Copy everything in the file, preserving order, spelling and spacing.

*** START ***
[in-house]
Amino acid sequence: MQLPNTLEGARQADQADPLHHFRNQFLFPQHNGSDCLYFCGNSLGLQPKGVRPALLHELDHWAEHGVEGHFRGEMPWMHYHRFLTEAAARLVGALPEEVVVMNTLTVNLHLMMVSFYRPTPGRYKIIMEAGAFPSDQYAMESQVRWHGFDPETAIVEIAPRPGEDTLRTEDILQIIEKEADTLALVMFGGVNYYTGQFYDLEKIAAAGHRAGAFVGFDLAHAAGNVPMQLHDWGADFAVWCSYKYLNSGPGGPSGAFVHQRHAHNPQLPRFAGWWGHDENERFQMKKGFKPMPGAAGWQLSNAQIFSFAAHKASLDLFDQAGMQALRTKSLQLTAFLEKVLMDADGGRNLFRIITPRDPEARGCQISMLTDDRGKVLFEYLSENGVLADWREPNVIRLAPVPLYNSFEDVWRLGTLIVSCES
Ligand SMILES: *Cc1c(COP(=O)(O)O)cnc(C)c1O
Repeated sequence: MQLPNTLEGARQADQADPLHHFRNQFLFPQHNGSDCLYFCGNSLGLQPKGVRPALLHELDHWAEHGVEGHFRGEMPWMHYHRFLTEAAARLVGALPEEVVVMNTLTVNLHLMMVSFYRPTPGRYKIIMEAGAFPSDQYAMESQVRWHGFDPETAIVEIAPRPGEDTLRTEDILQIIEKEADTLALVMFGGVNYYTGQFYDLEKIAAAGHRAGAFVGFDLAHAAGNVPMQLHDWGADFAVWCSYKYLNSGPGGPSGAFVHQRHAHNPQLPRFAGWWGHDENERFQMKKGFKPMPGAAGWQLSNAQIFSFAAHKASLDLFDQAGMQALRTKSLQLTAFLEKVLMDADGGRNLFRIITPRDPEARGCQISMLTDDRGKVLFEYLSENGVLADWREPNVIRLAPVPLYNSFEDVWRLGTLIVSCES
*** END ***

[in-house]
Amino acid sequence: MQLPNTLEGARQADQADPLHHFRNQFLFPQHNGSDCLYFCGNSLGLQPKGVRPALLHELDHWAEHGVEGHFRGEMPWMHYHRFLTEAAARLVGALPEEVVVMNTLTVNLHLMMVSFYRPTPGRYKIIMEAGAFPSDQYAMESQVRWHGFDPETAIVEIAPRPGEDTLRTEDILQIIEKEADTLALVMFGGVNYYTGQFYDLEKIAAAGHRAGAFVGFDLAHAAGNVPMQLHDWGADFAVWCSYKYLNSGPGGPSGAFVHQRHAHNPQLPRFAGWWGHDENERFQMKKGFKPMPGAAGWQLSNAQIFSFAAHKASLDLFDQAGMQALRTKSLQLTAFLEKVLMDADGGRNLFRIITPRDPEARGCQISMLTDDRGKVLFEYLSENGVLADWREPNVIRLAPVPLYNSFEDVWRLGTLIVSCES
Ligand SMILES: *Cc1c(COP(=O)(O)O)cnc(C)c1O
Repeated sequence: MQLPNTLEGARQADQADPLHHFRNQFLFPQHNGSDCLYFCGNSLGLQPKGVRPALLHELDHWAEHGVEGHFRGEMPWMHYHRFLTEAAARLVGALPEEVVVMNTLTVNLHLMMVSFYRPTPGRYKIIMEAGAFPSDQYAMESQVRWHGFDPETAIVEIAPRPGEDTLRTEDILQIIEKEADTLALVMFGGVNYYTGQFYDLEKIAAAGHRAGAFVGFDLAHAAGNVPMQLHDWGADFAVWCSYKYLNSGPGGPSGAFVHQRHAHNPQLPRFAGWWGHDENERFQMKKGFKPMPGAAGWQLSNAQIFSFAAHKASLDLFDQAGMQALRTKSLQLTAFLEKVLMDADGGRNLFRIITPRDPEARGCQISMLTDDRGKVLFEYLSENGVLADWREPNVIRLAPVPLYNSFEDVWRLGTLIVSCES